The GPS module is fed by the USB port (+5V) and the 4800 bps NMEA data is inverted with a transistor and fed to pin2 of the DB9 of ttyS0 while the PPS signal (active positive) is fed directly into pin1 of the -same- serial port. Thus, no ‘level’ converters are required as both pin1 (DCD) and 2 (RxD) are inputs. The modern 16550A-chipsets have no problems detecting TTL input levels. This picture shows the first VERY experimental setup.
Traffic on the serial port can be monitored with minicom -s and/or cat /dev/ttyS0:

remco@helium [/home/remco]> cat /dev/ttyS0
$GPRMC,083057.198,A,5314.6975,N,00510.7342,E,0.00,,140208,,,A*71
$GPVTG,,T,,M,0.00,N,0.0,K,A*13
$GPGGA,083058.198,5314.6975,N,00510.7342,E,1,08,1.0,48.2,M,,,,0000*39
$GPRMC,083058.198,A,5314.6975,N,00510.7342,E,0.00,,140208,,,A*7E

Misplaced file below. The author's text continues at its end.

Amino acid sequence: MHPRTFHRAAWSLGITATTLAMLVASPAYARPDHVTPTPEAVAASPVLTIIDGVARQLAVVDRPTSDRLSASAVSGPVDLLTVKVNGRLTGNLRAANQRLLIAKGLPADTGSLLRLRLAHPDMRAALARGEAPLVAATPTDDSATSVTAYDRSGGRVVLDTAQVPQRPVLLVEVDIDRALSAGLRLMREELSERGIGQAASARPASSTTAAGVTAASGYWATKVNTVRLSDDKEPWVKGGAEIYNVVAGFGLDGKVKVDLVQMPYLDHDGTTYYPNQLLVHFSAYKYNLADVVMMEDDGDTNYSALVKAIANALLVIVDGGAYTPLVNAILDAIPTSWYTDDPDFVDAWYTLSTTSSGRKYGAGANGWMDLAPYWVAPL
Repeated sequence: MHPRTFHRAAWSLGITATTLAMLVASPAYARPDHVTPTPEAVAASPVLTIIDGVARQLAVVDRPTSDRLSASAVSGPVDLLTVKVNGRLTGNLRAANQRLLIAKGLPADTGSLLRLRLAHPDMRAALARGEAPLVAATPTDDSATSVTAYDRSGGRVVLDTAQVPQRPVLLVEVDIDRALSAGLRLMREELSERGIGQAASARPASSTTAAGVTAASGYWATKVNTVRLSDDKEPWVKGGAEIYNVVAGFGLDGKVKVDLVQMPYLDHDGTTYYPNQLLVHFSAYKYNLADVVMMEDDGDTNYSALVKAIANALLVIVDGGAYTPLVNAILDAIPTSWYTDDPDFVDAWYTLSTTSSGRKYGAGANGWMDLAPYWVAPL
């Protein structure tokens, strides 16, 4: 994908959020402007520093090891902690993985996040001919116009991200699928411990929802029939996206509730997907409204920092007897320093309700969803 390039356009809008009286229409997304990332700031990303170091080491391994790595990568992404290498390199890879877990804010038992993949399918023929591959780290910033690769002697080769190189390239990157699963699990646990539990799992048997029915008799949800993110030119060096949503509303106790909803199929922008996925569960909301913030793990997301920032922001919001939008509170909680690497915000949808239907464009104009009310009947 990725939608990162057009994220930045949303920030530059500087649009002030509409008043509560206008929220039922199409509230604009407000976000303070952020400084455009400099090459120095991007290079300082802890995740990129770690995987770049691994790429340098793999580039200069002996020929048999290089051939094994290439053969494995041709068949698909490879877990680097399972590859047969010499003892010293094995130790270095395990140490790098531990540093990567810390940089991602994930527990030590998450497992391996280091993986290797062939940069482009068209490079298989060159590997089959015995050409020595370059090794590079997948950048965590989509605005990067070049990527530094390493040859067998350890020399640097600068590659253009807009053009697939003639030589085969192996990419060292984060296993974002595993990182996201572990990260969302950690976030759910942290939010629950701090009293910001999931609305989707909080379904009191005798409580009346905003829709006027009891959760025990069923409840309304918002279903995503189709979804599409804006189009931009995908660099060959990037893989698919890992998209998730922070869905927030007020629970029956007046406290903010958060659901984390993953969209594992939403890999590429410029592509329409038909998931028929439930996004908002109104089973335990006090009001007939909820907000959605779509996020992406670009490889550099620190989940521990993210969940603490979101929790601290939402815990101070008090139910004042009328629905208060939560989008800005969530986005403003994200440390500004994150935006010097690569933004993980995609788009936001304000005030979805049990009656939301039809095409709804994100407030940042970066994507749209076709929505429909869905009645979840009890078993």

remco@helium [/home/remco]>

I encountered some difficulties getting the LinuxPPS contrapsion to work. I will submit these difficulties to the LinuxPPS mailinglist soon.
Anyway, after some hacking I received the desired ‘o’ from ntpd:

remco@helium [/home/remco]> ntpq -p remco.org
remote refid st t when poll reach delay offset jitter
=======================================================
+GPS_NMEA(0) .GPS. 1 l 22 16 377 0.000 0.060 0.336
oPPS(0) .PPS. 0 l 5 16 377 0.000 -0.177 0.550
remco@helium [/home/remco]>

Initially I did not understand from Rodolfo’s wiki that the patched NMEA driver also handles PPS requests. Therefore I configured ntpd for the ATOM driver (driver 22) too. Below are some significant ntp.conf lines: